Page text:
"You got yer deep-fried turkey."
"Yer cream style turkey."
"Yer turkey fried steak."
"Would you guys shut up!" says Fran with her fingers stuck in her ears.
"You got yer turkey fricassee."
"Yer turkey loafs."
"Yer turkey a-la-king."
"Stop it", she says, head down, fingers still in her ears.
"What's your problem?" we said.
"What did you say?" she says.
We were innocent.
All we were doing was helping her out with her wedding plans during our lunch hour.
You would think that Fran would have appreciated our drive and our passion.
The way we saw it, both the ceremony and the reception could take place out on the front lawn under the big circus tent that they would be setting up for the giant textile sale for all of us associates to comb through with our employee discount, before the public was invited.
We used to buy nice sets of sheets with the kind of thread counts meant for rich folks and plush towels from that sister company of ours, before she was twice removed.
Or maybe we were twice removed.
All I know is somebody broke up with somebody.
Those were the days.
Hell, Fran could have had her gift registry in that tent and gotten some real nice stuff.
But she had a valid point.
We had been beating the Forest Gump, one thousand ways to use up your leftover turkey, to a pulp, for a week.
It's a tough habit to break.
"I am not getting married here," she says. "And I am not serving turkey at my reception."
There are some people that you just can't please. No matter how hard you try.
Fran was one of them.
Think of all the money you and Grant will save," says Sammy.
"Don't start up again," she says, holding her perfect palms out.
"I don't mean to brag, but these hands of mine, were in a magazine advertisement back in their day," she once told me.
We were all seated at our favorite round table in the cafeteria.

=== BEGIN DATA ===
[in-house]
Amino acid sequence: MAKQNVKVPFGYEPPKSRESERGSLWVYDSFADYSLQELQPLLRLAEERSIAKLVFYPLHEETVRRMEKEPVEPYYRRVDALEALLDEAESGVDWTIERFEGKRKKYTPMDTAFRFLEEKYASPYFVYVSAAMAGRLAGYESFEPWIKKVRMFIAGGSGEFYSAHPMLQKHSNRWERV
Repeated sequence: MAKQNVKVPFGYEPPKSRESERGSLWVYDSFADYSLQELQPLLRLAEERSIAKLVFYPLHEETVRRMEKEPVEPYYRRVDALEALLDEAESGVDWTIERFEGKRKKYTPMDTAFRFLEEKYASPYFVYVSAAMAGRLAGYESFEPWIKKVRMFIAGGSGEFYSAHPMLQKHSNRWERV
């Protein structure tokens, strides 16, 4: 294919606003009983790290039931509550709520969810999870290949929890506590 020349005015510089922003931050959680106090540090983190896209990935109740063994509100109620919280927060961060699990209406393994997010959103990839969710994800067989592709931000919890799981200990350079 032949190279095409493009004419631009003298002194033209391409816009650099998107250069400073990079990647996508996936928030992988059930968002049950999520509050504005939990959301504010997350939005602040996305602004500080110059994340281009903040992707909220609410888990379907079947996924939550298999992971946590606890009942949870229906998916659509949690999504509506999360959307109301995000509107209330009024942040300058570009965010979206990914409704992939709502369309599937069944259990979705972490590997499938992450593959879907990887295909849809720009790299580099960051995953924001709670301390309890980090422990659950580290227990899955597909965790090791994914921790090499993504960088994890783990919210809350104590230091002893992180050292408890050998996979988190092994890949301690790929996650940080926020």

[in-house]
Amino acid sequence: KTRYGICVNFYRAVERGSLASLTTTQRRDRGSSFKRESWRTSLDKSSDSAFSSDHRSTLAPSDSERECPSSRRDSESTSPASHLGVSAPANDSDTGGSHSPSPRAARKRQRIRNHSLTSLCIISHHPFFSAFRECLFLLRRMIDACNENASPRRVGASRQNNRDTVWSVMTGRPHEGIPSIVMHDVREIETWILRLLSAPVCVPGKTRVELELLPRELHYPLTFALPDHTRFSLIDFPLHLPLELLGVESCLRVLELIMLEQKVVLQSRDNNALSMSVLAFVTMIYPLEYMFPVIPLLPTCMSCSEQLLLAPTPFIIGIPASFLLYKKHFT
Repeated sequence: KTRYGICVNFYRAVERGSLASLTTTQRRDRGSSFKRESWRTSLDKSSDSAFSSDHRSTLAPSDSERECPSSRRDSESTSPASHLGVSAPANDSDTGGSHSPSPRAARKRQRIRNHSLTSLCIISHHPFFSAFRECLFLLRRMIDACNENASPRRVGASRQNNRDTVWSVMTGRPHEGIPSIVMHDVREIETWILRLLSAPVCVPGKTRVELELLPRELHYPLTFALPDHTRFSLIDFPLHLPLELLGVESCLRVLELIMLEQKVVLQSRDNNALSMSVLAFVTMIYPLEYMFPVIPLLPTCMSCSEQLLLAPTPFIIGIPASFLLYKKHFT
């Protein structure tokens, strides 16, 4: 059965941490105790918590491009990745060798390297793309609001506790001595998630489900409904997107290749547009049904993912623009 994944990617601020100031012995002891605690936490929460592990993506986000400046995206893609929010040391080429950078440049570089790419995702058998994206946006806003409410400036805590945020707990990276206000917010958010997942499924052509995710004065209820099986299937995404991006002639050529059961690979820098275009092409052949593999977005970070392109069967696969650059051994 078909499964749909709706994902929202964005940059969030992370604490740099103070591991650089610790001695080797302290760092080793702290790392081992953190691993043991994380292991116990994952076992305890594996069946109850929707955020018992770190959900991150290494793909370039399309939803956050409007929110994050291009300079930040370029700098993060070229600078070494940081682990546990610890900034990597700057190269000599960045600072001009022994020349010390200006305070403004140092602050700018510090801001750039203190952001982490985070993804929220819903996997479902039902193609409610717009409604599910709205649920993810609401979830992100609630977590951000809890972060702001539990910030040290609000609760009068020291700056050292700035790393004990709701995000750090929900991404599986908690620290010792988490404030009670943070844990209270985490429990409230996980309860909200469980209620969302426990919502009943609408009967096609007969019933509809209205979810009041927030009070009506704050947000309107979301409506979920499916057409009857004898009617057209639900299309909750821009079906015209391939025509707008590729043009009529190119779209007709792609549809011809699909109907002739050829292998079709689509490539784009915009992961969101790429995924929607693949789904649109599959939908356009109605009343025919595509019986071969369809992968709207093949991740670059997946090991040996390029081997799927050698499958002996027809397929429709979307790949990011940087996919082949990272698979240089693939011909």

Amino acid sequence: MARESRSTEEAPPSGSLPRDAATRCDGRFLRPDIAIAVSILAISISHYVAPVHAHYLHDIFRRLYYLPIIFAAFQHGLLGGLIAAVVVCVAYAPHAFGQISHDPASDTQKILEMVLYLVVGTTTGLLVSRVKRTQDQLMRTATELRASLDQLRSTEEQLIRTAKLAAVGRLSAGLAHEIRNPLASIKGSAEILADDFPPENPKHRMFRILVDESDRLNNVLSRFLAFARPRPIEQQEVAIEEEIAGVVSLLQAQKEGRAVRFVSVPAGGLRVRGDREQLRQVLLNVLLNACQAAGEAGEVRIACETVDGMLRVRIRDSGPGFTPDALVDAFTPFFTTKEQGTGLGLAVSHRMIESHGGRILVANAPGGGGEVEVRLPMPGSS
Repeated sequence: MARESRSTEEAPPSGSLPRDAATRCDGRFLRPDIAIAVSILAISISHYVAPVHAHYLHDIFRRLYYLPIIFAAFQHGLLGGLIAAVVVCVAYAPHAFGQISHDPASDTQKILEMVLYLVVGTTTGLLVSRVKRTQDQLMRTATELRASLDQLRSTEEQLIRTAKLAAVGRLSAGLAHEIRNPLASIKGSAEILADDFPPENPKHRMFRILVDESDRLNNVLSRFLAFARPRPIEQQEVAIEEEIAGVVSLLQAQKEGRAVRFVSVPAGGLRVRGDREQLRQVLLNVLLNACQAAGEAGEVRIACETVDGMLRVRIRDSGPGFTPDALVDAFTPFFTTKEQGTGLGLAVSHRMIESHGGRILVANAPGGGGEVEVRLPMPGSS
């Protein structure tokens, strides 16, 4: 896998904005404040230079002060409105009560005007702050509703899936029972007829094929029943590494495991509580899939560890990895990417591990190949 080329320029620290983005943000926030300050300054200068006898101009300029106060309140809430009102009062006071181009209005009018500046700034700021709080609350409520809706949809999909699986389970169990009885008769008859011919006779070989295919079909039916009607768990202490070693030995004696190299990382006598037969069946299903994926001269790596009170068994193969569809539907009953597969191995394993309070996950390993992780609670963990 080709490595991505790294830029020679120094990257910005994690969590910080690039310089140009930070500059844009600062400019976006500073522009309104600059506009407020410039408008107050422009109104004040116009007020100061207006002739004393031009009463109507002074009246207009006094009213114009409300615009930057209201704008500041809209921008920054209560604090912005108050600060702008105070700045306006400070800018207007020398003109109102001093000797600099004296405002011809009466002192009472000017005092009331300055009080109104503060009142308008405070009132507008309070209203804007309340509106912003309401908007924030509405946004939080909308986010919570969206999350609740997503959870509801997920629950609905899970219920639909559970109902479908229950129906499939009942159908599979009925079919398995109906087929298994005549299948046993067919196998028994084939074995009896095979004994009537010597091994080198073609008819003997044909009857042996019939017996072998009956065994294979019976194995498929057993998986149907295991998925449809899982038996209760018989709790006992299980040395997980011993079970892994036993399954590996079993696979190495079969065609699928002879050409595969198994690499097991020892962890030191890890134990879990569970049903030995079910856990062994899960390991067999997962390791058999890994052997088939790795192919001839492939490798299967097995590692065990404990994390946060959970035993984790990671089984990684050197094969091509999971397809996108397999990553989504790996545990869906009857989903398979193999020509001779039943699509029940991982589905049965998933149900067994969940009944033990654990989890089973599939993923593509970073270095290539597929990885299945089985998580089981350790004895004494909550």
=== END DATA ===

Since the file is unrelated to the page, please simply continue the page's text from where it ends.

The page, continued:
The first one beyond the condiment island.
A gravitational pull, named Fran, held the six of us together over lunchtime in that very spot for a few consecutive years.
It was during the, Tony was the short order breakfast cook, era.
He had daily specials too.
"Saur kraut again," complained Bea. "It stinks in here."
"I love Saur kraut!" I would say.
Sammy was the only male in our circle of chairs.
There was never one wavy hair on that thick head of his, out of place.
He never had a wrinkle in a shirt.
And there was seldom a day that he didn't have a twinkle in his eye.
"If I don't find a woman by the time, I turn fifty," he liked to say. "Which is next August."
"We know," we would groan.
"I'm going to turn gay. At least that'll double my odds."
"You can double zero a million times, Sammy," I would say. "But it still adds up to zero."
Sunny and Prin both had coarse, almost black hair.
Prin's hair was short with bangs, and it framed a face that had a few fun freckles sprinkled around and rich chocolatey eyes.
"So last night I was icing my cookies," she starts to say. Prin loved to bake. "And...."
"Is that what you call it these days?" says Sammy.
Sunny's same almost black hair jutted straight out and down, and it stopped abruptly, just before it touched a shoulder.
"Yeah," she was saying. "So, we were all sitting up in a tree at the park, smoking my mom's cigarettes that day and...."
"If I don't find a woman by the time, I turn fifty," Sammy says again. "I am going to turn gay. And I told my friend Bob, you know Bob, that he is the first guy I am going to go after. And Bob asked me when my birthday was. And I told him it's August 11th. And told me that he's going to jump off a bridge on August 10th."
"Like I said, zero times zero is still zero."
"So, we were up in the tree smoking cigarettes and..."
Our table was the place we all told our stories.
And we had lots of them.
Between the six of us we had a bunch of marriages.
And a bunch of divorces.
Fran and I discovered that we'd both been married at nineteen by the same priest.
The priest with the prettiest blue eyes on this green earth. And when we both said, "I do," we both meant "I do," to Father Gardner.
Fran was easy to tease.
She never really got mad.
Well except maybe she was that one morning when she found her stuffed animals doing the forbidden number of sixty-nine, on top of her keyboard.
"Sammy!" I heard her yell.
Who brings their stuffed animals to work?
She had a blonde pixie cut and has owned every Coach purse that has ever been designed. She can spit out a patchwork quilt on her sewing machine faster than Stephen King can write a book.
And then there was Bea.
Bea was the quiet one at the table.
She had kinky-brown hair that went past her shoulders to the middle of her back.
She always wore a rubber band on her wrist.
And she spent most of our break snapping it.
"This," she claimed, "is the only thing that keeps me from killing people."
Bea was the keeper of the lunch bunch dream book.
Because it was hers.